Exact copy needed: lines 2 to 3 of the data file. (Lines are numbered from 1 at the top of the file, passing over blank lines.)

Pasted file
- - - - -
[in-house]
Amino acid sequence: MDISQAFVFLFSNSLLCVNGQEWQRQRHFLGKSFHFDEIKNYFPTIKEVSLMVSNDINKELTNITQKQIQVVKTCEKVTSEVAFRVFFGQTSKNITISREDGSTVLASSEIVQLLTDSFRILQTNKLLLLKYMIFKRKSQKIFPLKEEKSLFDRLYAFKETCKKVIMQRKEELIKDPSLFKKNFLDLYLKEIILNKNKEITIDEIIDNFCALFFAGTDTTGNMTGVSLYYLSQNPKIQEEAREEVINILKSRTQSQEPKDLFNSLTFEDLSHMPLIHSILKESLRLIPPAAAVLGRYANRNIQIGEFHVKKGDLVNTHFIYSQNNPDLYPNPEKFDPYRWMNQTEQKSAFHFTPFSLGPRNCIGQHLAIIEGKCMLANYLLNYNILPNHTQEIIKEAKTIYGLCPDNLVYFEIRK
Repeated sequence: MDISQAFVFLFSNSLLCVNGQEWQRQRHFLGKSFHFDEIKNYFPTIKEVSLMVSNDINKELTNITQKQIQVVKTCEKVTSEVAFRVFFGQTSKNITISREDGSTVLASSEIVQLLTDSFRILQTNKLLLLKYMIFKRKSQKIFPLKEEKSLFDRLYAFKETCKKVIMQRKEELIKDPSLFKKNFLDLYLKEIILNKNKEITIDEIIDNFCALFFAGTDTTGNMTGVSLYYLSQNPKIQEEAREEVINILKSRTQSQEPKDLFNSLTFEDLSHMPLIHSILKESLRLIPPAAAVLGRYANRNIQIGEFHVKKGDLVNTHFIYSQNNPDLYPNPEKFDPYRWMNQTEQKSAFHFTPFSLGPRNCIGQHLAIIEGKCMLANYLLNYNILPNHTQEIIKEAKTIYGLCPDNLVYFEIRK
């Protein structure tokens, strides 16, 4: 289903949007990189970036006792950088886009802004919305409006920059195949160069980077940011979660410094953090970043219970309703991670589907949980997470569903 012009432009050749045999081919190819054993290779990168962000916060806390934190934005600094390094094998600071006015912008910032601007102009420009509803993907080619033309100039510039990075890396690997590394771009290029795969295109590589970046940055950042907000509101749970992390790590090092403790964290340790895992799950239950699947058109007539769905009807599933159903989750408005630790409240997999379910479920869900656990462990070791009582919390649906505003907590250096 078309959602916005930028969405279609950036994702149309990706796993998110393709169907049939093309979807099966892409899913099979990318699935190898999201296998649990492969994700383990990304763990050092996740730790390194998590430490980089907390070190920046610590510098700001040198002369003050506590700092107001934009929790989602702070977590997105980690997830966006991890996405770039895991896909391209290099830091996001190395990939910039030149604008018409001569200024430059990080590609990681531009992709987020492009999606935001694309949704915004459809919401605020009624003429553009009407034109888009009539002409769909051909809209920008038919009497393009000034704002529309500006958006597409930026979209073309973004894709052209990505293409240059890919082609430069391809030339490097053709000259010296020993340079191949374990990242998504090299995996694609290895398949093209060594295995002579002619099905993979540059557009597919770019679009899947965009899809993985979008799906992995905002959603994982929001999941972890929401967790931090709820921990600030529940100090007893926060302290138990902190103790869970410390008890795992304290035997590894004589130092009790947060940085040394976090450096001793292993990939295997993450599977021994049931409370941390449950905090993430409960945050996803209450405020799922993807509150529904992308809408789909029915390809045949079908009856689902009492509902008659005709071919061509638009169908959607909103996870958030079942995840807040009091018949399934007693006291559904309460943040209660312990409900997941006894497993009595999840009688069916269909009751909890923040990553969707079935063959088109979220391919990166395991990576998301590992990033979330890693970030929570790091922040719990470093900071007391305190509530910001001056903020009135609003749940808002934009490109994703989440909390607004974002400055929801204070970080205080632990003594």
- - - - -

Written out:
Amino acid sequence: MDISQAFVFLFSNSLLCVNGQEWQRQRHFLGKSFHFDEIKNYFPTIKEVSLMVSNDINKELTNITQKQIQVVKTCEKVTSEVAFRVFFGQTSKNITISREDGSTVLASSEIVQLLTDSFRILQTNKLLLLKYMIFKRKSQKIFPLKEEKSLFDRLYAFKETCKKVIMQRKEELIKDPSLFKKNFLDLYLKEIILNKNKEITIDEIIDNFCALFFAGTDTTGNMTGVSLYYLSQNPKIQEEAREEVINILKSRTQSQEPKDLFNSLTFEDLSHMPLIHSILKESLRLIPPAAAVLGRYANRNIQIGEFHVKKGDLVNTHFIYSQNNPDLYPNPEKFDPYRWMNQTEQKSAFHFTPFSLGPRNCIGQHLAIIEGKCMLANYLLNYNILPNHTQEIIKEAKTIYGLCPDNLVYFEIRK
Repeated sequence: MDISQAFVFLFSNSLLCVNGQEWQRQRHFLGKSFHFDEIKNYFPTIKEVSLMVSNDINKELTNITQKQIQVVKTCEKVTSEVAFRVFFGQTSKNITISREDGSTVLASSEIVQLLTDSFRILQTNKLLLLKYMIFKRKSQKIFPLKEEKSLFDRLYAFKETCKKVIMQRKEELIKDPSLFKKNFLDLYLKEIILNKNKEITIDEIIDNFCALFFAGTDTTGNMTGVSLYYLSQNPKIQEEAREEVINILKSRTQSQEPKDLFNSLTFEDLSHMPLIHSILKESLRLIPPAAAVLGRYANRNIQIGEFHVKKGDLVNTHFIYSQNNPDLYPNPEKFDPYRWMNQTEQKSAFHFTPFSLGPRNCIGQHLAIIEGKCMLANYLLNYNILPNHTQEIIKEAKTIYGLCPDNLVYFEIRK